Embattled lab to try growing STAP cells from scratch
KIYOSHI ANDO, Nikkei senior staff writer
TOKYO -- The government-backed Riken research institute will spend the next year trying to verify whether stem cells can actually be created using a technique that its scientists touted in papers that have come under fire.
The cells in question are purportedly generated through a phenomenon called stimulus-triggered acquisition of pluripotency, or STAP. But a failure to reproduce the experiments would not necessarily prove that STAP cells do not exist.
Riken President Ryoji Noyori will personally lead the effort, with an interim report expected to come out in four months.
Masatoshi Takeichi, director of Riken's Center for Developmental Biology, stressed in a news conference Tuesday that a conclusion on whether STAP cells exist has not been reached. The institute will work to create them from scratch and to conduct genetic analysis on purported STAP cells that already exist, Takeichi said.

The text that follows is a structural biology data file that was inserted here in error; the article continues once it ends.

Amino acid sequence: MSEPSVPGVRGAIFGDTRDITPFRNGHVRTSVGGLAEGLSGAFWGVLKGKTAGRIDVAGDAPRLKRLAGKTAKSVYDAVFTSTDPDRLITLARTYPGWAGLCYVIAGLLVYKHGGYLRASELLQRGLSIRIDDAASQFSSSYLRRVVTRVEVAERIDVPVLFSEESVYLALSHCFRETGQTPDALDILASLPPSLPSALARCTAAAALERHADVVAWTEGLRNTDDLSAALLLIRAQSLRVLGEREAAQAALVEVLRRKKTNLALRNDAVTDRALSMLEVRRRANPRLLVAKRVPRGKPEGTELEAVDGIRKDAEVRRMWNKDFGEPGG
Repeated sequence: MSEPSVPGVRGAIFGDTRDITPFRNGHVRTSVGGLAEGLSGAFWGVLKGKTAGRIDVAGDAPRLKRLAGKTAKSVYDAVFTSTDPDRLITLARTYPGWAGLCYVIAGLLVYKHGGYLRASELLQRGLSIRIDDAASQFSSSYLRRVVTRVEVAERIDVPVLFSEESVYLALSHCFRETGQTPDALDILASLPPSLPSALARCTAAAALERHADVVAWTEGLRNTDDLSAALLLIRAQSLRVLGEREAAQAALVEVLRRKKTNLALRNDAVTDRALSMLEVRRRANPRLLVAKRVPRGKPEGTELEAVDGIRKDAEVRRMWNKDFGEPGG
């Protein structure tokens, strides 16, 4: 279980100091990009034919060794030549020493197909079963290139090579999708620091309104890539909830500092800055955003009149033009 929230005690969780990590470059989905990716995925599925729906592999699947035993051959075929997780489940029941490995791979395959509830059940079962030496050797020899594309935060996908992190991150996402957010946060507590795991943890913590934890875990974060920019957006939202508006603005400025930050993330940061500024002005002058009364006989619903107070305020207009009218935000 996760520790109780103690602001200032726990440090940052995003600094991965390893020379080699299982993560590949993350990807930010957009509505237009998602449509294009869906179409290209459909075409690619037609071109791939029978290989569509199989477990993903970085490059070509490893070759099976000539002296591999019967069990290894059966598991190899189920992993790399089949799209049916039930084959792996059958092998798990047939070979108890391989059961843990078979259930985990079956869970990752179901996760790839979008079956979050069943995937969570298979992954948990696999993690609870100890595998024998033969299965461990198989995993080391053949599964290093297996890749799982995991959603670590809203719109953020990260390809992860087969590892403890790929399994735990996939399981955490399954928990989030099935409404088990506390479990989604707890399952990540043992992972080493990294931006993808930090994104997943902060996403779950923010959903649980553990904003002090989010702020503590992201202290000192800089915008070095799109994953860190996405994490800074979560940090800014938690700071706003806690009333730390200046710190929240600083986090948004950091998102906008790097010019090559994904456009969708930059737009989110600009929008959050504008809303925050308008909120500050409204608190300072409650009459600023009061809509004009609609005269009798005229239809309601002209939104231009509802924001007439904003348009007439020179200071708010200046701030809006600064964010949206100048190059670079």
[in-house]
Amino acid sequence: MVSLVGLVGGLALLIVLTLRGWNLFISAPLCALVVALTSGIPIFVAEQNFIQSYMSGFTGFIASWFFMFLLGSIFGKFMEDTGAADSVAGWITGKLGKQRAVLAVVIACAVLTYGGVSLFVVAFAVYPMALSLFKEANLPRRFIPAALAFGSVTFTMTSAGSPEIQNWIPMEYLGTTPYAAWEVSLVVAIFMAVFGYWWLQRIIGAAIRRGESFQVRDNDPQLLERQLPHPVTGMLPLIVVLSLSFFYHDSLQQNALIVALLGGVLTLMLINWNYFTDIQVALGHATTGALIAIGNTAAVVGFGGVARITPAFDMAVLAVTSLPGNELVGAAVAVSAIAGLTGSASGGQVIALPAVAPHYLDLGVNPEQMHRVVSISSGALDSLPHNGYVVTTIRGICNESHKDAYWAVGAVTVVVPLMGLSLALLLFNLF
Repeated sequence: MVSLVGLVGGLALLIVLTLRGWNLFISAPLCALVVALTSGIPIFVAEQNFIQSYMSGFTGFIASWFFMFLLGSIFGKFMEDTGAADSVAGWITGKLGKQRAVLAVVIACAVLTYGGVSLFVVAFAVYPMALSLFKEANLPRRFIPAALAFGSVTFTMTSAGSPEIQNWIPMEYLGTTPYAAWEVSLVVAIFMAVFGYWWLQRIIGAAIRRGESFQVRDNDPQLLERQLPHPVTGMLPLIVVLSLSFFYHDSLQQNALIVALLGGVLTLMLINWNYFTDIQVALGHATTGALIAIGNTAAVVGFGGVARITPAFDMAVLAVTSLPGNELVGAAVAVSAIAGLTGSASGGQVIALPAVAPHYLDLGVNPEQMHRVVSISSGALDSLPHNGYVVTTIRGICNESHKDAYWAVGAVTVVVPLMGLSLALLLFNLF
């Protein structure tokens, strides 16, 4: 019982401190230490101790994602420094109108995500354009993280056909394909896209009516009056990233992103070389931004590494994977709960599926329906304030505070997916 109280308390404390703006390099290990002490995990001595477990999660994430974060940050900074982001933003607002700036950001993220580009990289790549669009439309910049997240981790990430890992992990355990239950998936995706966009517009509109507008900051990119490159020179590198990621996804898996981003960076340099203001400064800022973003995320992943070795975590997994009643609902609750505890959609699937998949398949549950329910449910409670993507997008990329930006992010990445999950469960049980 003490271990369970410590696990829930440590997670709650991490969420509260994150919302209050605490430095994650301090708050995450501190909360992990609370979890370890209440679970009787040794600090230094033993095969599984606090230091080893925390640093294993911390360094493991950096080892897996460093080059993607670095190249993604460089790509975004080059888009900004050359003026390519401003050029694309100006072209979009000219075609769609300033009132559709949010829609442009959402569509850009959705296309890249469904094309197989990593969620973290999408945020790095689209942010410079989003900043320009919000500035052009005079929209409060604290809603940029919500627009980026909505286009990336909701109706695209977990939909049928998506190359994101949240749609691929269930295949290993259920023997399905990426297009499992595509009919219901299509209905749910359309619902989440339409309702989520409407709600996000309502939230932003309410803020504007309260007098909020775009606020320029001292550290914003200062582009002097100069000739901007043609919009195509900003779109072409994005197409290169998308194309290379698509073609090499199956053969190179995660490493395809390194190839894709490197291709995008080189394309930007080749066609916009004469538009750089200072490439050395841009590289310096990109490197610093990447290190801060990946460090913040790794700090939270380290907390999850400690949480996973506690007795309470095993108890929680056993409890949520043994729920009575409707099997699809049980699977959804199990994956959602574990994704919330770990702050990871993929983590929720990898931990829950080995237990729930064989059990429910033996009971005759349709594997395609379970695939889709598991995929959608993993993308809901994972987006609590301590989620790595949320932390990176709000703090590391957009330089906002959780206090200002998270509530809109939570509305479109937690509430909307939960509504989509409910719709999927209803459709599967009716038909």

Records in the experiment notebooks are vague, so no one knows precisely what cells remain and which procedures were carried out on them. For this reason, studying cells already created is not expected to yield useful results. The verification will mostly entail trying to produce STAP cells from scratch based on the detailed procedures released March 5.
"I would like to continue to wait for an examination of how the research papers were written and the results of efforts to reproduce the experiments," said Kyoto University professor Shinya Yamanaka, a pioneer in induced pluripotent stem cells, in a statement Tuesday.
Numerous research reports have described the discovery of new stem cells that could turn into other cells in the bodies of mice and humans. But efforts to reproduce such experiments have not succeeded.
In Tuesday's news conference, Riken officials appeared anxious to reproduce the STAP cells. Yet without taking the time to carefully review all procedures and data described in the papers, the institute will not be able to get to the bottom of the matter, experts warn.